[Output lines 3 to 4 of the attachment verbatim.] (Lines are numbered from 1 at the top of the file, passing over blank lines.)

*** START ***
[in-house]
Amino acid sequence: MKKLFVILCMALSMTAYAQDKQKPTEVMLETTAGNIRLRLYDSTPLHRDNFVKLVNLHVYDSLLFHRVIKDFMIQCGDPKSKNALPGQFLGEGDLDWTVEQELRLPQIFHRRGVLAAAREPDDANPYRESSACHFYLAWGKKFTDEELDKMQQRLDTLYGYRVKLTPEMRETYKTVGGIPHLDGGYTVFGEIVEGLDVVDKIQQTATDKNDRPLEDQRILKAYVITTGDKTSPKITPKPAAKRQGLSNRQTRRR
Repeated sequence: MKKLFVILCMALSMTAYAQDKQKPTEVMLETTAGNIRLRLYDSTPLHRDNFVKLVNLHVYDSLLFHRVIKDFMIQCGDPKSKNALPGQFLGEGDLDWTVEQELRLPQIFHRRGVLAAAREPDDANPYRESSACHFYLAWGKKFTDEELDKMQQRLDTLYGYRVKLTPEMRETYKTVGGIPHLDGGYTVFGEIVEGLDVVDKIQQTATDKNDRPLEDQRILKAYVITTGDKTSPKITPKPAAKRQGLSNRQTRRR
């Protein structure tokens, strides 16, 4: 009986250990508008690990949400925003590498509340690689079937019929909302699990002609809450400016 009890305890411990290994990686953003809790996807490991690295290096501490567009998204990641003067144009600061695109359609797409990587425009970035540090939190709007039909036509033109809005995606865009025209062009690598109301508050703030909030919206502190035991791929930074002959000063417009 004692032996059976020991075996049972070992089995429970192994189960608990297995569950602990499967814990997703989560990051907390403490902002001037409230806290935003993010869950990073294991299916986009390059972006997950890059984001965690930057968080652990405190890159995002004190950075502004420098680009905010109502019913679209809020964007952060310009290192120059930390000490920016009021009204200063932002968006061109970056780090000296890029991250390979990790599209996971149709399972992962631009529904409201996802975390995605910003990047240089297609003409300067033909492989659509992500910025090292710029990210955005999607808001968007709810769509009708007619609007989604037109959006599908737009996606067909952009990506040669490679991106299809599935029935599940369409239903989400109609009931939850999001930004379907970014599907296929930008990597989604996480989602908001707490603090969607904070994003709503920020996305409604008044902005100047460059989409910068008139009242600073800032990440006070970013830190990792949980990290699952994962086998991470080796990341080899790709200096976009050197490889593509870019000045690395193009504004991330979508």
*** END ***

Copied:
Repeated sequence: MKKLFVILCMALSMTAYAQDKQKPTEVMLETTAGNIRLRLYDSTPLHRDNFVKLVNLHVYDSLLFHRVIKDFMIQCGDPKSKNALPGQFLGEGDLDWTVEQELRLPQIFHRRGVLAAAREPDDANPYRESSACHFYLAWGKKFTDEELDKMQQRLDTLYGYRVKLTPEMRETYKTVGGIPHLDGGYTVFGEIVEGLDVVDKIQQTATDKNDRPLEDQRILKAYVITTGDKTSPKITPKPAAKRQGLSNRQTRRR
């Protein structure tokens, strides 16, 4: 009986250990508008690990949400925003590498509340690689079937019929909302699990002609809450400016 009890305890411990290994990686953003809790996807490991690295290096501490567009998204990641003067144009600061695109359609797409990587425009970035540090939190709007039909036509033109809005995606865009025209062009690598109301508050703030909030919206502190035991791929930074002959000063417009 004692032996059976020991075996049972070992089995429970192994189960608990297995569950602990499967814990997703989560990051907390403490902002001037409230806290935003993010869950990073294991299916986009390059972006997950890059984001965690930057968080652990405190890159995002004190950075502004420098680009905010109502019913679209809020964007952060310009290192120059930390000490920016009021009204200063932002968006061109970056780090000296890029991250390979990790599209996971149709399972992962631009529904409201996802975390995605910003990047240089297609003409300067033909492989659509992500910025090292710029990210955005999607808001968007709810769509009708007619609007989604037109959006599908737009996606067909952009990506040669490679991106299809599935029935599940369409239903989400109609009931939850999001930004379907970014599907296929930008990597989604996480989602908001707490603090969607904070994003709503920020996305409604008044902005100047460059989409910068008139009242600073800032990440006070970013830190990792949980990290699952994962086998991470080796990341080899790709200096976009050197490889593509870019000045690395193009504004991330979508």